Football postponements raise some big issues
The Premier League, the English Football League, the FA Women’s Super League and FA Women’s Championship have agreed to postpone the professional game until 3 April at the earliest. Professor Wyn Grant from Warwick's Department of Politics and International Studies, explores the ramifications for the sport and society.
The EFL stated that the decision had ‘been taken due to the increasing numbers of Clubs taking steps to isolate their players and staff because of the COVID-19 virus … This decision has not been taken lightly, but the EFL must prioritise the health and well-being of players, staff and supporters while also acknowledging the Government’s national efforts in tackling this outbreak.’
La Liga had postponed its competition on Thursday after Real Madrid players were placed in quarantine. Italy's Serie had been suspended, while games in the Bundesliga and France's Ligue One were being played in front of empty stadiums.
The expert view appears to be that transmission of the virus is relatively unlikely in a large outdoor gathering like a football match, although travel by public transport to the match could be an issue, not least in the confined space of the tube in London. Gatherings of more than 500 have been banned in Scotland from Monday because of the demands they place on emergency services with police and ambulance services required to be present at football matches.
Playing behind closed doors was not really a solution as there has been concern that fans could gather outside stadiums where games were being played behind closed doors. This happened at Paris Saint-Germain's Champions League game on Wednesday this week when thousands of fans gathered outside the Parc de Princes stadium for the match against Borussia Dortmund .
It would be difficult to stop Liverpool fans congregating outside Anfield if their team was winning the title inside the stadium which could have happened at a game against Crystal Palace on 21 March depending on intervening results. Liverpool have not won the title for 30 years and doing so is understandably of great significance to the club’s fans. It would be difficult to control the consequent public disorder as they gathered to celebrate.
Premier League clubs made £720m in annual match day sales last season according to Deloitte. Most Premier League clubs have insurance policies against loss of ticketing income. The consequences of postponement are far more serious for lower league clubs which are far more reliant on match day income and often have serious cash flow problems.
One football finance expert told the Yorkshire Post that playing matches behind closed doors ‘would be a disaster for League One and League Two as clubs are already living from hand to mouth and are reliant upon those people who are not season-ticket holders, away fans who turn up or just walk-ups. They are also making money from programme and catering sales and so on. Cash flow will ultimately cause clubs to survive or fail.’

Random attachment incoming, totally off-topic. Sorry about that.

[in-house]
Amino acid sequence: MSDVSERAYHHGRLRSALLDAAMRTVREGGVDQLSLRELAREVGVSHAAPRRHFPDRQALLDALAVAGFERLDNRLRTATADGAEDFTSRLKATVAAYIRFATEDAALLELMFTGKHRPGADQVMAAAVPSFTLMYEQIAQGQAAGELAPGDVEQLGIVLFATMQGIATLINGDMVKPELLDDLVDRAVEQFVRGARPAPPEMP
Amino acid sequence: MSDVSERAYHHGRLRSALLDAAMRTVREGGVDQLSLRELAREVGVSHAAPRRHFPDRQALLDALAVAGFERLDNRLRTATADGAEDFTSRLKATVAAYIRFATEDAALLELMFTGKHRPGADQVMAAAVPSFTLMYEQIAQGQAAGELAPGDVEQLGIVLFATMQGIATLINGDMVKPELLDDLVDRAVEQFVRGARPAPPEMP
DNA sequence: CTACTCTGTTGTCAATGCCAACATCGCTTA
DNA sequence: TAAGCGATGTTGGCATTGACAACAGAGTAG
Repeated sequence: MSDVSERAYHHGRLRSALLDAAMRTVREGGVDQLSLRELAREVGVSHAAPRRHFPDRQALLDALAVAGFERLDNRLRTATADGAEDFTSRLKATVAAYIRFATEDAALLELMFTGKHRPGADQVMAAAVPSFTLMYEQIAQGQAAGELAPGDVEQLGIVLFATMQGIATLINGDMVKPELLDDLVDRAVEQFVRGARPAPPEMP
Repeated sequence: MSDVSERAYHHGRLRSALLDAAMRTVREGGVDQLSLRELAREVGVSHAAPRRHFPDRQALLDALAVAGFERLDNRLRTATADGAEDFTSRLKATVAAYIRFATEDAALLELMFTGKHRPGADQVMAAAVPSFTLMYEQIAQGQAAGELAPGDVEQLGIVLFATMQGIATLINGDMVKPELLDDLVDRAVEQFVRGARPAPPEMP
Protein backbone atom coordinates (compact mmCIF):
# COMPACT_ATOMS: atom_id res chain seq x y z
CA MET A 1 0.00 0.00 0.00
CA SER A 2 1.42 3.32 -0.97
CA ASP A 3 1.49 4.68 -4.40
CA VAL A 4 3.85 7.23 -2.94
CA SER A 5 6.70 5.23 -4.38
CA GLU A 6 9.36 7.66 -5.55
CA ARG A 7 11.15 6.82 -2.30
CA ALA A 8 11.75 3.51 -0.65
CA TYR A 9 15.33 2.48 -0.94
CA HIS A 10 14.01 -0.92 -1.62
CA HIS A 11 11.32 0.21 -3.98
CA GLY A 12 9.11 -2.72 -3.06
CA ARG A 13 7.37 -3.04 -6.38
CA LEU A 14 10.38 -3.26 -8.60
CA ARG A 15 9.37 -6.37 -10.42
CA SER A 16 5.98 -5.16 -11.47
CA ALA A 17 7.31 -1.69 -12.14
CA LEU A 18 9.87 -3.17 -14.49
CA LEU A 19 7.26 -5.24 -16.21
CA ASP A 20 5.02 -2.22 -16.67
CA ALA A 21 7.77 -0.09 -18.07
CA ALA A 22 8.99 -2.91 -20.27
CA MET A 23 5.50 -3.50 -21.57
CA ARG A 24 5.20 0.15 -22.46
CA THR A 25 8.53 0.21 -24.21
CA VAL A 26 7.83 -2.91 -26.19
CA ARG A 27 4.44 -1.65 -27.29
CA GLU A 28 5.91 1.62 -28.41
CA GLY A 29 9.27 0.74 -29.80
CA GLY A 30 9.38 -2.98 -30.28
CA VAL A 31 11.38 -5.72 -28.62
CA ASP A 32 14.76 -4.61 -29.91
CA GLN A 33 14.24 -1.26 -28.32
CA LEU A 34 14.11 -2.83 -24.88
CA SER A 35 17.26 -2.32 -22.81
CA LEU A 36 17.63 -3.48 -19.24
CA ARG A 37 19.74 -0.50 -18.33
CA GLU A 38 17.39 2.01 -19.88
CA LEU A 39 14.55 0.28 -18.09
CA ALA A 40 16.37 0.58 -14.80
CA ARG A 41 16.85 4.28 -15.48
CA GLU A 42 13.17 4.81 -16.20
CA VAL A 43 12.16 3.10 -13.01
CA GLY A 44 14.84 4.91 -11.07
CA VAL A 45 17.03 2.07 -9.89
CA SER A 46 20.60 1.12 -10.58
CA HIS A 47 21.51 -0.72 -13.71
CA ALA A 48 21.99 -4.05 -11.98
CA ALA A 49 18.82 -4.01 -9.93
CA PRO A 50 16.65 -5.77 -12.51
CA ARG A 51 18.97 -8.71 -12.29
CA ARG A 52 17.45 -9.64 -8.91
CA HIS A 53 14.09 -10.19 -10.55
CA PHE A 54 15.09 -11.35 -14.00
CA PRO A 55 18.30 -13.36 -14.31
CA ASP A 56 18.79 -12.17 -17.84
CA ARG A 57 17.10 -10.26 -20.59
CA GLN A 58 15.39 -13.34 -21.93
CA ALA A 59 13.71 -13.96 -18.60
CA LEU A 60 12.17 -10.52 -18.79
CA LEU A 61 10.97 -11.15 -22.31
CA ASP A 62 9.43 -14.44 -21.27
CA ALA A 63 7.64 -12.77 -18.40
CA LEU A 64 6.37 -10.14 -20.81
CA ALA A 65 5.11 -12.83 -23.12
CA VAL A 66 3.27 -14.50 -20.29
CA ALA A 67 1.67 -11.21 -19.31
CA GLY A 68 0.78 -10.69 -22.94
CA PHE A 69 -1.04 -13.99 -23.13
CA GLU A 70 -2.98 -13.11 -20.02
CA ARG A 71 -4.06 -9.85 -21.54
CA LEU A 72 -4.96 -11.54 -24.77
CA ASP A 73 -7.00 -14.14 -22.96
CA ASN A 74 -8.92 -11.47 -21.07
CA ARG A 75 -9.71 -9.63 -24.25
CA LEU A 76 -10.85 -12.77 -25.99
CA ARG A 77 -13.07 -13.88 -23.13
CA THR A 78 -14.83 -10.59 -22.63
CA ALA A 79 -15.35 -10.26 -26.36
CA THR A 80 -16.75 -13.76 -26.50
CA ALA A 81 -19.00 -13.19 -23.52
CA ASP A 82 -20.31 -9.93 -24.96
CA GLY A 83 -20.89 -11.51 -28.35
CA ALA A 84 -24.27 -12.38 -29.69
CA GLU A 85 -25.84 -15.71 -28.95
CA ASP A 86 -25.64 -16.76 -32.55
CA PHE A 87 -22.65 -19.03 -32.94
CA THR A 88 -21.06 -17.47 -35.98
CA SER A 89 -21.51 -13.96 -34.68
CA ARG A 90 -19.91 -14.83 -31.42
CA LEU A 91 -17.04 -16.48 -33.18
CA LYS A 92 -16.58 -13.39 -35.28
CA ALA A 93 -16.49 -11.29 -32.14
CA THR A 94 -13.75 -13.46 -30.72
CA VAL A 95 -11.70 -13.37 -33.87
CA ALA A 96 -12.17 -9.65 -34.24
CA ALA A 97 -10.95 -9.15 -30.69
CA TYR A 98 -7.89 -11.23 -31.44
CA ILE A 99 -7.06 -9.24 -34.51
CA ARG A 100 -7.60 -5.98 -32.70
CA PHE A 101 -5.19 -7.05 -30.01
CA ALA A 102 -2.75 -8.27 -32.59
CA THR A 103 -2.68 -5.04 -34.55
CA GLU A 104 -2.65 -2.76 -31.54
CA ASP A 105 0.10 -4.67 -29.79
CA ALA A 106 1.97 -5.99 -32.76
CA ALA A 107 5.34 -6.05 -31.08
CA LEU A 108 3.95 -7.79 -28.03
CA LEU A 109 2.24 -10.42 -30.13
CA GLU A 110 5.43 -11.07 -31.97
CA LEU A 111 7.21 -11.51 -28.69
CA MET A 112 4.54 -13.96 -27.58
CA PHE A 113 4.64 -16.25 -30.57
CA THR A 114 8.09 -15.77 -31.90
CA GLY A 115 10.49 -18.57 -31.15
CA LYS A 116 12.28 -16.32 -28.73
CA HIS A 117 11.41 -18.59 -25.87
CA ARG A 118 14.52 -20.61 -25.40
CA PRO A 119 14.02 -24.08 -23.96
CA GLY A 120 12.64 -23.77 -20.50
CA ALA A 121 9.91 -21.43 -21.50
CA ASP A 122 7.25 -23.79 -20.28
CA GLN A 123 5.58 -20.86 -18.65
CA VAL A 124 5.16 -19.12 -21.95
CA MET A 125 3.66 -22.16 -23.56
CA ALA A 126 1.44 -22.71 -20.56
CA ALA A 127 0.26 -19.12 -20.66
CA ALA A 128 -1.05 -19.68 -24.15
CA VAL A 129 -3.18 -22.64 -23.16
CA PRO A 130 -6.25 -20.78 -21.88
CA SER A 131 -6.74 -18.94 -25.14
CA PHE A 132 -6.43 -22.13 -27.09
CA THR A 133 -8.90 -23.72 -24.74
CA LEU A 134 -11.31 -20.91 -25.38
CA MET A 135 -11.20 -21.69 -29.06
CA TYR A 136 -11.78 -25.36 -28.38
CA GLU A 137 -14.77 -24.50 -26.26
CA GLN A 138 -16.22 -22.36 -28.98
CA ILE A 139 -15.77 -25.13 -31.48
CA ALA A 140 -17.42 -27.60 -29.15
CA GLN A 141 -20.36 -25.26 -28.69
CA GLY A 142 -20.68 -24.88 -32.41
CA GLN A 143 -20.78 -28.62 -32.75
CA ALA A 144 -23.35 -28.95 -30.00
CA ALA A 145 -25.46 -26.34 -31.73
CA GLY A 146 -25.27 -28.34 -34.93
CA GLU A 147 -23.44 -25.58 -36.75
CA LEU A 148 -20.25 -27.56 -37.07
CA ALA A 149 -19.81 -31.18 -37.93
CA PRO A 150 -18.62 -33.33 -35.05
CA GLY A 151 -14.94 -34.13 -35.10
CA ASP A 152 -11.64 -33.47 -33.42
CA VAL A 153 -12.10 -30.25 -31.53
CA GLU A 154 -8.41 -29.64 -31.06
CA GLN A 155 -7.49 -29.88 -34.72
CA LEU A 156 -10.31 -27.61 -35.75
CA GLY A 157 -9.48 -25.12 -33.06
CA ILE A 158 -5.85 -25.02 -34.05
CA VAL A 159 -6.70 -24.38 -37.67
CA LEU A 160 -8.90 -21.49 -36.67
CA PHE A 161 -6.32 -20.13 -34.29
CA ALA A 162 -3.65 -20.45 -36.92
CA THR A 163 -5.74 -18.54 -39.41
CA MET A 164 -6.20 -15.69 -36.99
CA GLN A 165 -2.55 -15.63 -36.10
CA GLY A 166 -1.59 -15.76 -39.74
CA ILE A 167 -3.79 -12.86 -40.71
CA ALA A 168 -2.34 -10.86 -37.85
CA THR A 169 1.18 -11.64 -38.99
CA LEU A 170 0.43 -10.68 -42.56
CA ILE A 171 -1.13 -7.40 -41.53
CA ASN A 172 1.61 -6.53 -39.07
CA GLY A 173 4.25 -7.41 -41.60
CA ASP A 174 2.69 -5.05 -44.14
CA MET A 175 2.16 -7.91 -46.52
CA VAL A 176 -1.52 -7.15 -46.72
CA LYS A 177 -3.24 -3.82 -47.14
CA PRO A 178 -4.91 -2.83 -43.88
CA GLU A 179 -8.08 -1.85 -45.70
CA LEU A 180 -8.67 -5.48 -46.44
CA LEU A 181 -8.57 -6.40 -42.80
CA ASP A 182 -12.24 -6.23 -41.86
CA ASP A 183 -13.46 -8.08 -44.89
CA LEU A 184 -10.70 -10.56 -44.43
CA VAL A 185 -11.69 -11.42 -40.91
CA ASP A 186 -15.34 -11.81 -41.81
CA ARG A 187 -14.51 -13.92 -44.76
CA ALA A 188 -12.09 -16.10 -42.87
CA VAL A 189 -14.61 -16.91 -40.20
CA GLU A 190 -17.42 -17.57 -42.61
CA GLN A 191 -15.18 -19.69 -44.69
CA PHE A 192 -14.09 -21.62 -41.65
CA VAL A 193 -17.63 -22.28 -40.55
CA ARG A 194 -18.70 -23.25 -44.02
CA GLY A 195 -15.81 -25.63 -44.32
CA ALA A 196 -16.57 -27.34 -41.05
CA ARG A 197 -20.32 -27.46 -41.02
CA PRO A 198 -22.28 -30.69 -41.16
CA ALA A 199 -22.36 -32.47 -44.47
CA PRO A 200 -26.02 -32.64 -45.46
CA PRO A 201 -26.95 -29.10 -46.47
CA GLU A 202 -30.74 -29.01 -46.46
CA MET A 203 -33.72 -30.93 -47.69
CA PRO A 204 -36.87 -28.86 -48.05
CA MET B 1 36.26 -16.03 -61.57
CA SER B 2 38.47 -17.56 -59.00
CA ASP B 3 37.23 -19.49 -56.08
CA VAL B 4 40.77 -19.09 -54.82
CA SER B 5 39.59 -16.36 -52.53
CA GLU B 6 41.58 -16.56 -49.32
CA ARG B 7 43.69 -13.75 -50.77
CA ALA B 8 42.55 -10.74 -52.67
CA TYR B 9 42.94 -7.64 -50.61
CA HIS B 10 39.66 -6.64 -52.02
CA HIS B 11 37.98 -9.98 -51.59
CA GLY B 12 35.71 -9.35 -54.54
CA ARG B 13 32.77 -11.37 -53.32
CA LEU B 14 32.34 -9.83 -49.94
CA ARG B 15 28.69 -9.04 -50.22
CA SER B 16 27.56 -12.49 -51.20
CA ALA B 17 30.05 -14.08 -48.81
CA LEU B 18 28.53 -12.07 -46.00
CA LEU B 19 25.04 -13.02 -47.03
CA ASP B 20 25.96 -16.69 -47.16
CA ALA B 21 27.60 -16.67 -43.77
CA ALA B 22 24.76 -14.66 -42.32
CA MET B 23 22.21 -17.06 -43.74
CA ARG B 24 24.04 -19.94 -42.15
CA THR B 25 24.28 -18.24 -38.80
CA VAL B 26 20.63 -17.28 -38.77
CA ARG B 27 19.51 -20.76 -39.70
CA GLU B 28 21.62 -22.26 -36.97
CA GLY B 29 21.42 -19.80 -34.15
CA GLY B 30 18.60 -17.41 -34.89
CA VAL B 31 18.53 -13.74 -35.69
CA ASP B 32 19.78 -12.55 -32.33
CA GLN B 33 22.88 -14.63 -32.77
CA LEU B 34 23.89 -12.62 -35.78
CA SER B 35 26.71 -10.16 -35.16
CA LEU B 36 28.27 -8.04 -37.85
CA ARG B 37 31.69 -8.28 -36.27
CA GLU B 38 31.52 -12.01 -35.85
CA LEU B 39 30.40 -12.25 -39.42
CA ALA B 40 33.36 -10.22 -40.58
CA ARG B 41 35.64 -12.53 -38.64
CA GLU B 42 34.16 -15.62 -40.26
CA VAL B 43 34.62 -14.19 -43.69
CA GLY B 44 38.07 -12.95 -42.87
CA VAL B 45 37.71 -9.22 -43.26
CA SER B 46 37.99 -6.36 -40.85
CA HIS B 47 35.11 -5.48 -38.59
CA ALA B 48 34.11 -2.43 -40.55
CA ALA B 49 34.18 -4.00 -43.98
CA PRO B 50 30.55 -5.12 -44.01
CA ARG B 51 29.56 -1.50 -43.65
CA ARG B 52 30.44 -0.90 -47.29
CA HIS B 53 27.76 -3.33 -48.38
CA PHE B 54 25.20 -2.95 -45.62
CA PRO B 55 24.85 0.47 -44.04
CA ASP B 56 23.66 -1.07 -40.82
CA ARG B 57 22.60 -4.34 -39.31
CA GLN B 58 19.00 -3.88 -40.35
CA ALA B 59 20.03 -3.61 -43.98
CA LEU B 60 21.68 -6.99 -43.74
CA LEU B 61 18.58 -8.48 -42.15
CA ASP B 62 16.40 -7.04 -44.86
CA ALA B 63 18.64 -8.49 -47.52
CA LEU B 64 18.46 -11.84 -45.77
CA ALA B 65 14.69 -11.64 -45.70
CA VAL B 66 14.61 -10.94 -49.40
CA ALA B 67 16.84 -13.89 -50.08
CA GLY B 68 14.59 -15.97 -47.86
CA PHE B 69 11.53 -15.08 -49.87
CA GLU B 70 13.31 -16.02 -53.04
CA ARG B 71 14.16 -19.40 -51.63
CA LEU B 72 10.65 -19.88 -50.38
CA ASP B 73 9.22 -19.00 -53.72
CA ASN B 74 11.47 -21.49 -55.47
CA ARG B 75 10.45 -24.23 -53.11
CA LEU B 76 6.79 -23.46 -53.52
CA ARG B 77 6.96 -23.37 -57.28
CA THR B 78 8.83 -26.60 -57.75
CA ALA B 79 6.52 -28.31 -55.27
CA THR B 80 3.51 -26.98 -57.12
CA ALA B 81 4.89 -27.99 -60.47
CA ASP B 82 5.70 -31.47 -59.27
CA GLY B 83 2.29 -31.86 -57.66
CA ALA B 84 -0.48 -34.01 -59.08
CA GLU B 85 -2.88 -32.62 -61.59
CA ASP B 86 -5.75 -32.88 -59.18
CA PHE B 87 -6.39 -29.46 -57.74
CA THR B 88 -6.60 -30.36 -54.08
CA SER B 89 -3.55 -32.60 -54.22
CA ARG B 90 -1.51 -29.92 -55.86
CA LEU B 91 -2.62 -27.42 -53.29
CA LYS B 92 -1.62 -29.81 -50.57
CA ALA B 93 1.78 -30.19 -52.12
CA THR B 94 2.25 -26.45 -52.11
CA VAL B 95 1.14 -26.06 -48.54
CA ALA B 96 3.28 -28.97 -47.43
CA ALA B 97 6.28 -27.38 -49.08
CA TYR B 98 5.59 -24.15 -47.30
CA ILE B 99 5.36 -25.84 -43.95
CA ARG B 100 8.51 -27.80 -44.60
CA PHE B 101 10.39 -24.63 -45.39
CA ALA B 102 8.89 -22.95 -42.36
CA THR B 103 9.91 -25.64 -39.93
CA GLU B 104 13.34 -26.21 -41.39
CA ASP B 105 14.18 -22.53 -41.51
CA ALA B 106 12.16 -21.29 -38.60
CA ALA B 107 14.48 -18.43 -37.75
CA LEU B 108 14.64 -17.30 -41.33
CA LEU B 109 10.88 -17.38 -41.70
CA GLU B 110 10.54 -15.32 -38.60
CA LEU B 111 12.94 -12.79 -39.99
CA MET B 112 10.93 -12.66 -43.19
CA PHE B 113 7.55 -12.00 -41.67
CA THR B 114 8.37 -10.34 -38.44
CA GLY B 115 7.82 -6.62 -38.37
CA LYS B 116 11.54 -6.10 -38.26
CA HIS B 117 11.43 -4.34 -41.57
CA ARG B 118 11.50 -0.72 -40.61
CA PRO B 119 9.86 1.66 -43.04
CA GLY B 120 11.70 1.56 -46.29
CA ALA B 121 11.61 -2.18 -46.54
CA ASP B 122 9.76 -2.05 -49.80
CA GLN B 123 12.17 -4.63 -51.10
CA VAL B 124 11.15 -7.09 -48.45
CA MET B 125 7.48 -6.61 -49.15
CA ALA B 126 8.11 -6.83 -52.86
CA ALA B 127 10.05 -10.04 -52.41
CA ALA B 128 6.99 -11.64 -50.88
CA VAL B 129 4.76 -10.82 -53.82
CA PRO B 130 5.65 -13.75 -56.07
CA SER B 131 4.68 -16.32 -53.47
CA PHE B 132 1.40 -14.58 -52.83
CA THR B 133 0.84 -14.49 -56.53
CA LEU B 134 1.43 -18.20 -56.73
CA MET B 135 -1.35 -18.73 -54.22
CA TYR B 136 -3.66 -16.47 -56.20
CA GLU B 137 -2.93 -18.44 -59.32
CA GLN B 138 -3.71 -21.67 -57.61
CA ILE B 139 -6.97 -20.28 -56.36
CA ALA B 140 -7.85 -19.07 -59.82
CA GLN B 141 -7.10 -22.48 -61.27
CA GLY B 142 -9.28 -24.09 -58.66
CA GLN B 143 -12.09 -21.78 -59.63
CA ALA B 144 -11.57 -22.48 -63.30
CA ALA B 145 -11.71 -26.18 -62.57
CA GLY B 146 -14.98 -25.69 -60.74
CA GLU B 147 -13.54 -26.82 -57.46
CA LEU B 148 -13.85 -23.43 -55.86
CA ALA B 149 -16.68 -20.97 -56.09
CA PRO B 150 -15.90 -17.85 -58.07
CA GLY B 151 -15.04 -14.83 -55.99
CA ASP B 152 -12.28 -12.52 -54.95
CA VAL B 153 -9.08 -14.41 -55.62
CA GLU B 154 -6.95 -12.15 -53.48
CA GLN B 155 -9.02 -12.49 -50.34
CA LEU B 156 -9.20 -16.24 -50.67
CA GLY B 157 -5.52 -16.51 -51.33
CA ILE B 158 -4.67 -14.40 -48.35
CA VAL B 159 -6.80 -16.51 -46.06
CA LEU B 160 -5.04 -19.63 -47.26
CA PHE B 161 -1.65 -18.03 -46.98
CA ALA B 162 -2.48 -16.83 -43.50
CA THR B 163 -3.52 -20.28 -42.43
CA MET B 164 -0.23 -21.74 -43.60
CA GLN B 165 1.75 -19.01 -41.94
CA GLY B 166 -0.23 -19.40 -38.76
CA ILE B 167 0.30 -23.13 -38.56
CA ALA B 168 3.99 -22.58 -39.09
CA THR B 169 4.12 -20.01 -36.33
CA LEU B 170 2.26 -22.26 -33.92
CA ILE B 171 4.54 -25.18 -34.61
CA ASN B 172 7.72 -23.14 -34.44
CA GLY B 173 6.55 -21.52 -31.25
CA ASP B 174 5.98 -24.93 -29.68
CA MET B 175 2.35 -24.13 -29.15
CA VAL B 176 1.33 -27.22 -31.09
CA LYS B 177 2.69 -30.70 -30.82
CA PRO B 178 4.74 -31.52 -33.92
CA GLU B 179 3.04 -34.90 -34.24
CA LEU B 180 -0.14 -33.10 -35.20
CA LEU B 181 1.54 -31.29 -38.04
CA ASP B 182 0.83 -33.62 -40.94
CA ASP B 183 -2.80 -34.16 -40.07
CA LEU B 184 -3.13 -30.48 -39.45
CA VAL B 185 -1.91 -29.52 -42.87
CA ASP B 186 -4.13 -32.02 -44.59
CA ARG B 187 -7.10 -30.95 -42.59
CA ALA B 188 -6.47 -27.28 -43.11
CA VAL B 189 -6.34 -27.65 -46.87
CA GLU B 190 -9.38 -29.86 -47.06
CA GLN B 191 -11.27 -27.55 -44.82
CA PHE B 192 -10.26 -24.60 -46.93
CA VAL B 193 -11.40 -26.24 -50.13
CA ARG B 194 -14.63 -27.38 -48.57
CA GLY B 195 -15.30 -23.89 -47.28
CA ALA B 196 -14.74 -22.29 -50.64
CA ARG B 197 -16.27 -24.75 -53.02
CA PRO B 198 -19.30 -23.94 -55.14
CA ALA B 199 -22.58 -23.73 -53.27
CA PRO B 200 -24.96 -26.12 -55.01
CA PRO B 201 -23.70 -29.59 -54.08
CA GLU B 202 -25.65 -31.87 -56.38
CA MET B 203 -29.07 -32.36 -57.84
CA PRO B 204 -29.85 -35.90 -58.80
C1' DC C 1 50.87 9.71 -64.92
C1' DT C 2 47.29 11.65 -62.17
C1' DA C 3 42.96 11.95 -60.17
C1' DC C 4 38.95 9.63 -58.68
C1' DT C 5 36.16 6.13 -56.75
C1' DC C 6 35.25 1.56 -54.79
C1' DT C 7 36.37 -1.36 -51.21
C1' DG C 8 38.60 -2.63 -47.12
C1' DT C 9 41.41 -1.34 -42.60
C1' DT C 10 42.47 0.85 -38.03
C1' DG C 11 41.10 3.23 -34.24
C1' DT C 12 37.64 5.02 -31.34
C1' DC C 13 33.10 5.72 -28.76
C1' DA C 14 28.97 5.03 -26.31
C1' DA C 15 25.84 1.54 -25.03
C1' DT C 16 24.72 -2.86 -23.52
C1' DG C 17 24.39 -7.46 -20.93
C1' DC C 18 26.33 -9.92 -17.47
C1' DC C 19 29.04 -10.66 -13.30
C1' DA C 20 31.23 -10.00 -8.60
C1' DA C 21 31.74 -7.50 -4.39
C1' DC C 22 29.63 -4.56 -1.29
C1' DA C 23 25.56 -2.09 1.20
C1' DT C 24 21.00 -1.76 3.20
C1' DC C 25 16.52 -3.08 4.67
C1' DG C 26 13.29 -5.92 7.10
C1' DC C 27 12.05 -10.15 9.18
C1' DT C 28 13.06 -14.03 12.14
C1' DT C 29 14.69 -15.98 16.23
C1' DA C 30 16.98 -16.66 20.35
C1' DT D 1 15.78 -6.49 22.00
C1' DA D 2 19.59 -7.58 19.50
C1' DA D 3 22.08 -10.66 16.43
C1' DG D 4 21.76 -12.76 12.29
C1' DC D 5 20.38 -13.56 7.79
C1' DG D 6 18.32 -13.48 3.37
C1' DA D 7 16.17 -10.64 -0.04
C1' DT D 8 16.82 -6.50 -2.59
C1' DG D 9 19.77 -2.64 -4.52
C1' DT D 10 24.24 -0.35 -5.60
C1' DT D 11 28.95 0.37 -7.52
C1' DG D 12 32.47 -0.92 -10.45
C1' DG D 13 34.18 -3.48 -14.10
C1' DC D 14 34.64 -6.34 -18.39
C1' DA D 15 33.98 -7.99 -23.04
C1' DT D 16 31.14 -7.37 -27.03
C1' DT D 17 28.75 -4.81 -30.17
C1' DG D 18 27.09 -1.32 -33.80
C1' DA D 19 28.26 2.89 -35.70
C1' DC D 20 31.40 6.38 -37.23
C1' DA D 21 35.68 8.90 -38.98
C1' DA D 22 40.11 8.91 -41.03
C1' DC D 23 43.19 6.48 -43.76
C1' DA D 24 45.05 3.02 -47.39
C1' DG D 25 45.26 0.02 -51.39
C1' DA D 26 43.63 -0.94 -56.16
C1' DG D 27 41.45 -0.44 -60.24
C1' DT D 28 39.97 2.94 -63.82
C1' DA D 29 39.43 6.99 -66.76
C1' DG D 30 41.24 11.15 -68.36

He suggested that Premier League clubs could give them financial assistance, but whether they would want to cross-subsidise other businesses more than they do already is a moot point.
The Premier League was resistant to calls for live free screening of matches that kick off at the traditional time of 3pm on Saturdays. Sky and BT Sport pay more than £1.3bn each year to be live broadcasters with each match costing up to £9m.
Cancellation of the Premier League season would lead to substantial financial and legal issues about relegation and Champions League qualifications. 14 out of 20 teams would have to vote in favour of any changes to the rule book. One suggestion is that if Uefa decides at a meeting next week to postpone the Euro 2020 competition until next year, as seems likely, the Premier League fixtures could be completed in early summer.
How non-league matches would be affected is unclear, but many attract crowds of more than 500 if that is the criterion. Cash flow problems for non-league clubs could be very serious. Many of them are losing substantial sums of money. For example, Dover Athletic in the National League lost nearly £500,000 in 2018/19. Billericay Town in the National League South lost £122.000.
Lawyers Brabners have reviewed the complex legal issues that could arise from matches being suspended, for example, what happens to lucrative perimeter advertising deals?
It is more than likely that postponements will extend beyond 3 April leading to a complex set of legal and financial issues that will not be easy to resolve.
13 March 2020
Professor Wyn Grant is an expert in British politics with an interest in comparative public policy with particular reference to the European Union and the United States. The main policy areas he is interested in are economic policy, trade policy, government-business relations, agricultural policy and environmental policy. He also has a long standing interest in the study of pressure groups. He is also interested in the political economy of football.
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